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I said, 'Goodbye, Sunny, I guess I have to go home now.' To my horror she replied to me angrily, 'Don't you call me Sunny. You're a dirty Finn, you must call me Kathleen.'

"I was left speechless with humiliation after this unexpected retort. I went home, bitter and depressed, wondering what really was the matter with Finns and why I had been born one . . .

"I remember how a Finnish girl, whose name was Sirkka, used to be teased in school. Somehow or other the rest of the children had found out that sirkka derived from heinäsirkka, meaning grasshopper, and so that is what they sarcastically called her from that time on, Grasshopper. Impi became Imp, Tyyne became Tiny, Tellervo became Telephone. You may be smiling, as I am now, at these childish cruelties, but to those children whose names were twisted about and laughed at it was no joking matter. Some were so hurt by it that they anglicized their names whenever possible. It must be noted that these same Finnish children, growing up and becoming parents, gave their own children English names. Among their children you will not find any named Toivo, Impi or Lempi. And considering the situation, they can hardly be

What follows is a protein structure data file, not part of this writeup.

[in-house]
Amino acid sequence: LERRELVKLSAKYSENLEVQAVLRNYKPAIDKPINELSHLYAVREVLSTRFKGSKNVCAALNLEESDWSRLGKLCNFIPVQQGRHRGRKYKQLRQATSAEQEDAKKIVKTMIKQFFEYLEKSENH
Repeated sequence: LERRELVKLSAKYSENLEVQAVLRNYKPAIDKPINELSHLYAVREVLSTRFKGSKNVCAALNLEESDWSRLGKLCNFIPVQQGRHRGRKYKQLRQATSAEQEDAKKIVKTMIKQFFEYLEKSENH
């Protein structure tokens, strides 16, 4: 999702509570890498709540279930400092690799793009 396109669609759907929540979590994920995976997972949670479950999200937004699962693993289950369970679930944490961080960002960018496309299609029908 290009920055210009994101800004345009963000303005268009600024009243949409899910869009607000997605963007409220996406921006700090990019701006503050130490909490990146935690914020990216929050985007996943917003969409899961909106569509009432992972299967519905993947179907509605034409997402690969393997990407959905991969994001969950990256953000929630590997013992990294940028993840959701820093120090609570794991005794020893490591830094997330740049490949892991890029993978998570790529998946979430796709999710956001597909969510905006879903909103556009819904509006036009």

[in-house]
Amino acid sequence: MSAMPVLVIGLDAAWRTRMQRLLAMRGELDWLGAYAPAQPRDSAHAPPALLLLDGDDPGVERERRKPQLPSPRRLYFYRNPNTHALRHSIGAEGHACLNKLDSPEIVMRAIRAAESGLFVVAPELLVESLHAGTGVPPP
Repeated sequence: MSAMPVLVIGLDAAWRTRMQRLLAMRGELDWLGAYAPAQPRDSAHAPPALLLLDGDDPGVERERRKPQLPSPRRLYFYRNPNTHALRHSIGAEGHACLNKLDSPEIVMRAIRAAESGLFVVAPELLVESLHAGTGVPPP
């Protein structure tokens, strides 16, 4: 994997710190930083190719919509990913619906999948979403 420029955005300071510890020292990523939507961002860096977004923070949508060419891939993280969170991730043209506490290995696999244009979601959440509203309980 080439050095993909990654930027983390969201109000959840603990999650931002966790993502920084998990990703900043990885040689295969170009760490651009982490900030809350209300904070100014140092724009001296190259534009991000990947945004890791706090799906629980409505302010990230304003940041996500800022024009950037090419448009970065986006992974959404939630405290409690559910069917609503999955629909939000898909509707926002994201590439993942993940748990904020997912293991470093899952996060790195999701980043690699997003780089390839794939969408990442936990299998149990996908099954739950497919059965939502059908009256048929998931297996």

blamed for it."

However, there were Finns in Brainerd, of course, and their communal activities began with their churches. The Evangelical Lutheran congregation of St. John was established in 1889, with 28 members. The highest membership was reached in 1915, with 136 members, and after a drop to 34 in 1945 there was a slight increase to 37 in 1953. For twenty years the services were held at the homes of members, in various halls, or at the Norwegian Lutheran church, until the congregation got a building of its own. Pastors have been J. K. Nikander, H. Sarvela, K. Varmavuori (Kustaa Sahlberg), D. Samanen, A. Karhu, O. Mäki, A. Karlin, T. Kantonen, V. Ranta, F. Koski, E. Tuori, J. F. Saarinen, Jalkanen, Hagelberg and A. Korhonen. The settlements of Finlayson and Kettle River, which formerly belonged to the Brainerd pastorate, established independent churches in 1940. Soon after the founding of the first congregation in Brainerd, a National Lutheran Church was established in 1891. In this church, which J. Huuskonen and E. V. Niemi have served as pastors, there were 50 members in 1935, and 21 in 1947. There has also been an Apostolic Lutheran Church in the city, closely allied with its opposite number in New York Mills. A temperance society was established in 1889, and a Finnish Socialist group in 1906, with 40 members at the end of its first year.

During the Finnish Winter War there was a Finnish relief committee active in Brainerd, with Otto Heikkinen as chairman.

Cuyuna Iron Range

At first it had seemed as if Crow Wing County had played its role to an end as far as the Finns were concerned when work on the railroads was finished and when the farming lands of


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